The Irish Data Protection Commission (DPC) released its annual report on Thursday and what stands out immediately is the rise of complaints after GDPR’s implementation. DPC, the lead data watchdog, has received 56% more privacy complaints and notifications in the period May 25 (when GDPR came into force) and December 31 2018, compared to the first half of the year.

According to Helen Dixon, Ireland’s commissioner for data protection, the rise of complaints “demonstrates a new level of mobilisation to action on the part of individuals to tackle what they see as misuse or failure to adequately explain what is being done with their data”.

One of the significant changes that the GDPR brought is the possibility third party organisations to lodge data protection complaints on individuals’ behalf. Such could be consumer right groups for example. This seems to be motivating for individuals since not everybody feels confident enough to undertake an action. Furthermore, the greater number of complaints on the same issue aggregate, the more plausible is the problem to be revisited by responsible bodies.

We have informed you about such case – Google’s record GDPR penalty of 50 million euro due to violation of its obligations of transparency and adequate information, and second, for its failure to have a legal basis for ads personalization processing. Two French associations – La Quadrature du Net (LQDN) and None Of Your Business (NOYB) submitted group complaints to The National Data Protection Commission (CNIL) of France.

The number of reported data breaches against giant tech companies is worth mentioning as well. DPS has received 38 personal data breaches, involving 11 multinational technology companies after GDPR came into force. Commissioner Dixon commented this:

“A substantial number of these notifications involved the unauthorised disclosure of, and unauthorised access to, personal data as a result of bugs in software supplied by data processors engaged by the organisations.”

According to the report, DPC has launched 15 ongoing statutory inquiries since the GDPR came into force. Ten of them concern Facebook and its subsidiaries WhatsApp and Instagram. The massive token breach has itself warranted three separate investigations. Two look at whether Facebook took organisational and technical measures to secure users’ personal data and one into whether it notified the DPC within 72 hours as required by law.

The report also reveals that 23 formal requests have been issued, where detailed information on compliance with various aspects of the GDPR from tech giants has been sought. The following examples are mentioned in the report:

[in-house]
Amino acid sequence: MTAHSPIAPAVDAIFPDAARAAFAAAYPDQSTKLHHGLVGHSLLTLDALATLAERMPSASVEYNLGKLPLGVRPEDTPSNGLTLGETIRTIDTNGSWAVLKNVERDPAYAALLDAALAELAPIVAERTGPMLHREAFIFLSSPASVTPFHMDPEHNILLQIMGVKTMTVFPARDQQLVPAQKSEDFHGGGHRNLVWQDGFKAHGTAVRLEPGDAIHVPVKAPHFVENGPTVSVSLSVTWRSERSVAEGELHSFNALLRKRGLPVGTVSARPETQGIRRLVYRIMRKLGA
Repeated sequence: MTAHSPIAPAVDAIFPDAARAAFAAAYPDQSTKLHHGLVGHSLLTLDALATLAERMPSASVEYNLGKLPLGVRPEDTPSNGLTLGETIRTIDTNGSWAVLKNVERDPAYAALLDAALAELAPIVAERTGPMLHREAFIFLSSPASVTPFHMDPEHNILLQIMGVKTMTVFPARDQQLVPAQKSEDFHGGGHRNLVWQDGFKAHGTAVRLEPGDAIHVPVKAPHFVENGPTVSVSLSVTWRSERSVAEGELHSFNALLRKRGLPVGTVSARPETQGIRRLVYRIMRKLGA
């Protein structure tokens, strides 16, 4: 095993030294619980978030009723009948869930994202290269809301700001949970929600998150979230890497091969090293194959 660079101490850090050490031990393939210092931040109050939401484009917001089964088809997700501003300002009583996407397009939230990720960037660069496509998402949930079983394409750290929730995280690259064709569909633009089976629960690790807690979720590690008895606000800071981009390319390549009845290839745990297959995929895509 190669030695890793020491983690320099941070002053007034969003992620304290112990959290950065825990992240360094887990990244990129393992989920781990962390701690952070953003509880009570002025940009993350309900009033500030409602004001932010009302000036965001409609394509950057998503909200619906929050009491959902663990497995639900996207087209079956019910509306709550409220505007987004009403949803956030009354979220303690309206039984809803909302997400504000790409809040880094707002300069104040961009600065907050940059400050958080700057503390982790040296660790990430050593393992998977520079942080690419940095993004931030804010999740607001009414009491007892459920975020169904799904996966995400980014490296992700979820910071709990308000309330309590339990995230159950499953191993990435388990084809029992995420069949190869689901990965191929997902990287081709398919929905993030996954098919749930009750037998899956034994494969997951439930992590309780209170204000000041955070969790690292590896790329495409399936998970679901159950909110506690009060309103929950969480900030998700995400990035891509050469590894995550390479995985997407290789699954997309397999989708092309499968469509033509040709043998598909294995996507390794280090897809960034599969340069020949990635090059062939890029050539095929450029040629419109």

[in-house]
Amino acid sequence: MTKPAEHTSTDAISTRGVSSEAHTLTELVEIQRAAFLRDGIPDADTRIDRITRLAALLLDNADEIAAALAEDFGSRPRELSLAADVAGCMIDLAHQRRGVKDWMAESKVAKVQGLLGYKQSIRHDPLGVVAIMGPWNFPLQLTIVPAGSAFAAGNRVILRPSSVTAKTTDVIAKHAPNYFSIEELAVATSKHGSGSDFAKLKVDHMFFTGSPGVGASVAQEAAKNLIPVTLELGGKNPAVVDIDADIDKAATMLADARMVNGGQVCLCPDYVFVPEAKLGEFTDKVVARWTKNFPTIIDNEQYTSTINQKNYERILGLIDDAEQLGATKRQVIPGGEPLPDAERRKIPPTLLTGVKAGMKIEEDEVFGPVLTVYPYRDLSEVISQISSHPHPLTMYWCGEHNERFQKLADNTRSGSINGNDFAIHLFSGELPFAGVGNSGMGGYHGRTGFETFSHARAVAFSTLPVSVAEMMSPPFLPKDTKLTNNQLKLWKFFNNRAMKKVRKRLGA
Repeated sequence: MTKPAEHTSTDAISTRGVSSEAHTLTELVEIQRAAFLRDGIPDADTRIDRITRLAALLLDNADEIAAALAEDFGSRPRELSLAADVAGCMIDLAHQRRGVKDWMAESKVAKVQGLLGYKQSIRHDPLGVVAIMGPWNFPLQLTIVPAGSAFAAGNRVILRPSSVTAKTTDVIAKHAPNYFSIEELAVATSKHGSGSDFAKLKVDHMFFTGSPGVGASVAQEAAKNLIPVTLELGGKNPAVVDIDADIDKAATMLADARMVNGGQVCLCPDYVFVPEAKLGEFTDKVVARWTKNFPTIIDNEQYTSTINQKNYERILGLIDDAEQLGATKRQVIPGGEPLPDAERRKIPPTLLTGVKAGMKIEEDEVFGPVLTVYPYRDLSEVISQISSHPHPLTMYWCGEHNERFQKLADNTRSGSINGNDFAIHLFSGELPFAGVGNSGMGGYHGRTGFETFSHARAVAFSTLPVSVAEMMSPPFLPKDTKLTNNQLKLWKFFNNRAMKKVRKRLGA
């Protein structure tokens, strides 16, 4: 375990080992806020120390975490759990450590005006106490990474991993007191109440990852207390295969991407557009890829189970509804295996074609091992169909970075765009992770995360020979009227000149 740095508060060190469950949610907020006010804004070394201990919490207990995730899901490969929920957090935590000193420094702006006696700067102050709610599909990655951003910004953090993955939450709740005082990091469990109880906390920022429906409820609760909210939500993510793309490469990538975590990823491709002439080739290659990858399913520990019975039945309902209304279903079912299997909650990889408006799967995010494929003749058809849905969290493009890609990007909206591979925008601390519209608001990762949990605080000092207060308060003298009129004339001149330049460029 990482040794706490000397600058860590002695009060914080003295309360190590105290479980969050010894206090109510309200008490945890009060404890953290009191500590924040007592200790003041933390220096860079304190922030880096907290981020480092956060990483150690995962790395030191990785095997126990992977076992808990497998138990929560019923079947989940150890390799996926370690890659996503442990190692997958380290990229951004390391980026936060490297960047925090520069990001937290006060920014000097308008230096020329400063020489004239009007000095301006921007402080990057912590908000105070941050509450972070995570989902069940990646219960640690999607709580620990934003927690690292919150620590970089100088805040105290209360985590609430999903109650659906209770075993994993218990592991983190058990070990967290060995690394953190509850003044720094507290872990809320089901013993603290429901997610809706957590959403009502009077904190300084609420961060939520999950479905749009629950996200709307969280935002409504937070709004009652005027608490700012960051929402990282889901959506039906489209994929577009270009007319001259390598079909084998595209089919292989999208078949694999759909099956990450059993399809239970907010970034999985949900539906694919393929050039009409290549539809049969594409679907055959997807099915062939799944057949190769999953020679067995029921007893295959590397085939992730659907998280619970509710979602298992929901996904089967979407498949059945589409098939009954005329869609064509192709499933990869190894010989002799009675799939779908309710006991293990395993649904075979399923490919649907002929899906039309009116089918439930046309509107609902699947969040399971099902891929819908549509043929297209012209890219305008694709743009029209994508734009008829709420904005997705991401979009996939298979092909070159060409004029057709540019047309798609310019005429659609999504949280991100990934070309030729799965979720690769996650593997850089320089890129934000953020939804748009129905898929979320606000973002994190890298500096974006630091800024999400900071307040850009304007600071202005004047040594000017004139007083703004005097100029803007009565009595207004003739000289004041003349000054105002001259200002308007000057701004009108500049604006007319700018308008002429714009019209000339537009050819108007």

• Google on the processing of location data
  • Facebook on issues such as the transfer of personal data from third-party apps to Facebook and Facebook’s collaboration with external researchers
  • Microsoft on the processing of telemetry data collected by its Office product
  • WhatsApp on matters relating to the sharing of personal data with other Facebook companies

Apparently, GDPR is an invaluable tool for protecting data security and people quickly realise its power. Although the huge increase in breach complaints could be seen as pessimistic sign for an overall deterioration of the cybersecurity realm, it should be analysed further. More probably, people use the directive now actively in order to seek their rights. And as a result, data protection bodies get stronger:

“Over 1000 Data Protection Officers have been appointed by organisations across Ireland and have been notified to the DPC since May. These individuals will play key roles in embedding effective data protection practices in their organisations and driving real improvements in standards of data protection and security” – Commissioner Dixon said.

Nataliya Nikolova, Legal Advisor at AMATAS, commented the complaints boost and the current situation in Bulgaria, which stays away from the described one in DPC’s report:

“The high number of complaints, reflected in the report, is understandable as most of representative European bodies of tech giants are based in Ireland.

However, there is a major difference with the Bulgarian legal framework in terms of the representation of individuals’ complaints by non-governmental organisations. This is not applicable in Bulgaria and hence that part of the GDPR is irrelevant locally. This does not mean that the regulatory bodies here stay unused, quite the contrary indeed, and their overload will continue in the future. With economic growth and the appearance of more tech companies from third countries in Bulgaria, the rise of data privacy complaints and notifications is expected.”

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